Hailstorm cuts portion of Iowa's corn yield potential by 10-15%, agronomist says
Agronomists in Iowa, Nebraska, and Missouri continue to assess crop damage from this week’s hailstorm.
On Tuesday, a hailstorm dumping anywhere from 0.50- to 1.75-inch-size hail made its way across the edges of eastern Nebraska and northern Missouri. In parts of Iowa, the storm took a 3- to 4-mile-wide swath stretching from Sioux City to Centerville.
In central Iowa, dime- to quarter-size hail completely covered highways.
While the crop damage varied from soybean defoliation to stripped corn, one thing is for sure: the crops that were hailed on may have lost their top yielding potential.
In fact, at least one agronomist in central Iowa has seen his second hailstorm in two weeks. The damage from each storm has varied.
Agronomically speaking, most of the Midwest soybean crop is in the V-8 to V-9 growth stage. In this stage, the plants are putting on a lot of trifoliates that include auxiliary buds. So, when the upper part of the plant has been compromised from such things like hail, the other growing points can compensate for the damaged ones.
Jamie Brand, Pioneer agronomist for Mid-Iowa Seeds, says the good news is that the younger the crop is and the less stress it has endured in its life, the better bounce-back opportunity.
“Last week’s hailstorm really defoliated the plants and bruised the stems to the point that we don’t know whether vascular tissue was damaged deplenishing its ability to continue to feed and bring nutrients up the stem. That process is needed for the young plant to take care of its auxiliary buds to eventually produce pods,” Brand says.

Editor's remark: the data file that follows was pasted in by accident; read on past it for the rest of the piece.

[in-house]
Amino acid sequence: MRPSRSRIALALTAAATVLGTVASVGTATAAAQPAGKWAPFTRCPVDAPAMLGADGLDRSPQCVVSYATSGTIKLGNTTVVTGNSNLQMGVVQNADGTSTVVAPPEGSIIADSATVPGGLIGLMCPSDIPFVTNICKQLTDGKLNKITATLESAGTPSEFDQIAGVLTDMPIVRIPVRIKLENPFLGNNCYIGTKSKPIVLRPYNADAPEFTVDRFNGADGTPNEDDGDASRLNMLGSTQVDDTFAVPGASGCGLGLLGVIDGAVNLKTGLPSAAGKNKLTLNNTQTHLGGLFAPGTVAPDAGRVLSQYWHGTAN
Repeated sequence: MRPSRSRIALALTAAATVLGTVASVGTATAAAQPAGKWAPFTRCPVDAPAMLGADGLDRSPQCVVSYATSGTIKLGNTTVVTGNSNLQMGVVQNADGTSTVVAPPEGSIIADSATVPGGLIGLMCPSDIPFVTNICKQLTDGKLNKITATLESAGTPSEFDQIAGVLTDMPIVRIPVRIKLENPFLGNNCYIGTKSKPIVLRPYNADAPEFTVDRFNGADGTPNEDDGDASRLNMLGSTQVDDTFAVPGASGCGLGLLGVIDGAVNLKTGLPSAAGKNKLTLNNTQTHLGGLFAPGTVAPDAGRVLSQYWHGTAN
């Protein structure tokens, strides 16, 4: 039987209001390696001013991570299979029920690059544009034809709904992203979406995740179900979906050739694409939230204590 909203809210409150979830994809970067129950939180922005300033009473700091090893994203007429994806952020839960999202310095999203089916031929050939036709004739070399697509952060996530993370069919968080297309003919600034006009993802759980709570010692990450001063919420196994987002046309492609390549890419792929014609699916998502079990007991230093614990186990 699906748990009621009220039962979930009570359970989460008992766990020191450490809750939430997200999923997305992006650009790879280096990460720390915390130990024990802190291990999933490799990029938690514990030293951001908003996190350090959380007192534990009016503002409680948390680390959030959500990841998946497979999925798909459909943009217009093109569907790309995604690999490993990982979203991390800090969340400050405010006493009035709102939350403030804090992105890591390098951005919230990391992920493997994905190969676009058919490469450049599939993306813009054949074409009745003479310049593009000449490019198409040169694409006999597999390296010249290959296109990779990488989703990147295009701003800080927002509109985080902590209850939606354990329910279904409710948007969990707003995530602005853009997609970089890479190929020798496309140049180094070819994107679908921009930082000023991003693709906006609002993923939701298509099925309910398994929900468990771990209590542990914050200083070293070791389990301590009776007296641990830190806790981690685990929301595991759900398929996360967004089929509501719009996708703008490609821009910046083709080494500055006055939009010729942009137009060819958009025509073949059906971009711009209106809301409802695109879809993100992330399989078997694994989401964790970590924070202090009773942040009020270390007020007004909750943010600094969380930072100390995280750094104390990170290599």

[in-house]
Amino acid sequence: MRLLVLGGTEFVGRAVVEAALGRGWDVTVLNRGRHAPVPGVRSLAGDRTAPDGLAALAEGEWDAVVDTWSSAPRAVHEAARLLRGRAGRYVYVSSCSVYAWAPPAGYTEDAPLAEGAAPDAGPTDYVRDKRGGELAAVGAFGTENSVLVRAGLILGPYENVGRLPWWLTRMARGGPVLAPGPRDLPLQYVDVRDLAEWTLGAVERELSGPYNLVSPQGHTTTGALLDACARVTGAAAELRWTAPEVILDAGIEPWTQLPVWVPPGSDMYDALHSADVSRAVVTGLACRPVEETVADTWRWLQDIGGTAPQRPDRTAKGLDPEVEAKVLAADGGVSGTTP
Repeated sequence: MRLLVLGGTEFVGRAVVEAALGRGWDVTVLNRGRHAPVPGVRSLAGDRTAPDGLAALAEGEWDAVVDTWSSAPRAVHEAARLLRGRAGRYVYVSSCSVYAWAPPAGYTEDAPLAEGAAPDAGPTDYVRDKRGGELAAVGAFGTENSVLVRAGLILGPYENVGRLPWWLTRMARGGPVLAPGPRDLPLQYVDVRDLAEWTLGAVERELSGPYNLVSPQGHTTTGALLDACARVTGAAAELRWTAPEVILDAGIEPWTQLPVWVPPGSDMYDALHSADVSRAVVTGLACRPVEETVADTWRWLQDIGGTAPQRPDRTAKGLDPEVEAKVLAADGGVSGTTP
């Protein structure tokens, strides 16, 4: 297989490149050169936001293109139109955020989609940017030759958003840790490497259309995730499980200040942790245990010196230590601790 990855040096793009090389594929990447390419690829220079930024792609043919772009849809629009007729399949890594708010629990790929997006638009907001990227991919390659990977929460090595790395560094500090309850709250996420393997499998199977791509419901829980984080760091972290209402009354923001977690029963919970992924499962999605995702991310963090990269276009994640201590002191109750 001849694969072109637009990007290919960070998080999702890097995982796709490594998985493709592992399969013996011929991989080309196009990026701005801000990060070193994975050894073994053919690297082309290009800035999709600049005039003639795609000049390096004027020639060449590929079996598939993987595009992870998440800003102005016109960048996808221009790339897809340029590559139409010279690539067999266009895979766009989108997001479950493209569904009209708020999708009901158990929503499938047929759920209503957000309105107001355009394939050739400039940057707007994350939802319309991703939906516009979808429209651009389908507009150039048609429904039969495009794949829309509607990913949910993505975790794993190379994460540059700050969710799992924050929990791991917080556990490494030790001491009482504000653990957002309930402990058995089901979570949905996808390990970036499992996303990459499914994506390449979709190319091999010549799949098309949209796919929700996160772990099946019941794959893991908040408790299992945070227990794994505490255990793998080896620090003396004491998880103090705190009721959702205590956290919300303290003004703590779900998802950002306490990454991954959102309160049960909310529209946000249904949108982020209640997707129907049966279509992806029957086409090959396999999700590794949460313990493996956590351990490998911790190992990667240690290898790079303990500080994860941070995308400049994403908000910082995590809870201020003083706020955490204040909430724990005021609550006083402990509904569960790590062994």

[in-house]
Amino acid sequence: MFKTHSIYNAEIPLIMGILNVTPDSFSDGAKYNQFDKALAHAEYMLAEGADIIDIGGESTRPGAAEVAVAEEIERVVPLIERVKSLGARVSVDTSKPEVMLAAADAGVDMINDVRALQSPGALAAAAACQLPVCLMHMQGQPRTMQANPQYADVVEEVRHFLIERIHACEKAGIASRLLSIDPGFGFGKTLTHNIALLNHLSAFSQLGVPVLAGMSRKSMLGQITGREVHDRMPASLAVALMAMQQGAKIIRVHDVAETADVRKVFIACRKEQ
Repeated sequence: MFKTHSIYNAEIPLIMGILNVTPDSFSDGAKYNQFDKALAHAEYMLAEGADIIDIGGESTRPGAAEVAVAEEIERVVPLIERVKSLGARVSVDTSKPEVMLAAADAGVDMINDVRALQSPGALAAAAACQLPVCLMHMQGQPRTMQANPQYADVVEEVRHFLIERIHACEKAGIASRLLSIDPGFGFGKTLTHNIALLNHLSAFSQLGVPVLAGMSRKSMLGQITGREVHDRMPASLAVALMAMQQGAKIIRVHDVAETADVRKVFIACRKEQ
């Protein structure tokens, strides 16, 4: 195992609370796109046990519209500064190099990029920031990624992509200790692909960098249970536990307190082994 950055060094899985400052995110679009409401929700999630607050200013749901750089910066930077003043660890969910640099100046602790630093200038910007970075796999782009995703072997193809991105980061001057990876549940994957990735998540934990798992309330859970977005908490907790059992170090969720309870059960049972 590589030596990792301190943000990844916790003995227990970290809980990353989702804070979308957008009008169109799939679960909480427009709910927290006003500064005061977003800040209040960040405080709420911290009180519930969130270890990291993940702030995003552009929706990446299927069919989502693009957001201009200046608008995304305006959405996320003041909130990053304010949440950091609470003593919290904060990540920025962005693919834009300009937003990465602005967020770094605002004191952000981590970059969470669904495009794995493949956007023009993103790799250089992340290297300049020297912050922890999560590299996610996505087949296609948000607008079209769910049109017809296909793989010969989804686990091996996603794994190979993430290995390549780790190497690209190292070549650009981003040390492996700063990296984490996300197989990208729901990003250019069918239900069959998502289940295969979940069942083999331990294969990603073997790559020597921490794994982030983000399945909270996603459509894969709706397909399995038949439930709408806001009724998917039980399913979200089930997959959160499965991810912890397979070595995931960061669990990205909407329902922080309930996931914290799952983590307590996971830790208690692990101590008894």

This week’s hailstorm dumped more hail, but it was smaller in size.
“The soybean leaves did defoliate, but we are not seeing as much stress to the stems. So, the likelihood of having some abortion from vascular damage (moving water up the stem) is going to be less,” Brand says.
Though he believes that the top yield potential has been lost, in most cases, Brand says that if the crop has to face hailstorms, now is the time to do it vs. three weeks down the road.
“Still, when you look at the economics of a replant, for farmers who don’t have hail insurance, the majority of these beans have more potential to mend themselves vs. starting over with a new crop,” Brand says. “Where we have a stem that has not been vascularly damaged, plus two or three auxiliary buds, bounce back is very likely.”
Soybeans that have been damaged by hail could experience a slower developing canopy, especially with wide row spacing. Therefore, farmers are urged to pay close attention to weed management, regarding hail-damaged soybean leaves.
For the most part, the Midwest corn crop is in the V-9 to V-11 growth stages. This is the point where the plants start increasing their needs for water and nutrients up through the root system.
So, the concern with hail-damaged corn is the cost of leaf defoliation and stalk damage.
“The concern is the plant’s ability to grow an ear and handle the weight. This week’s storm did tear leaves, but the integrity of the stalk was maintained. With multiple leaves developing, research will say that the most yield loss could be around 15%,” Brand says.
He added, “If we don’t have any issues with the stalk and no issues with the next whirl coming out, I would say the yield loss is less than that (15%).”
As of Wednesday, there is no estimate on total acreage impacted by the hailstorms.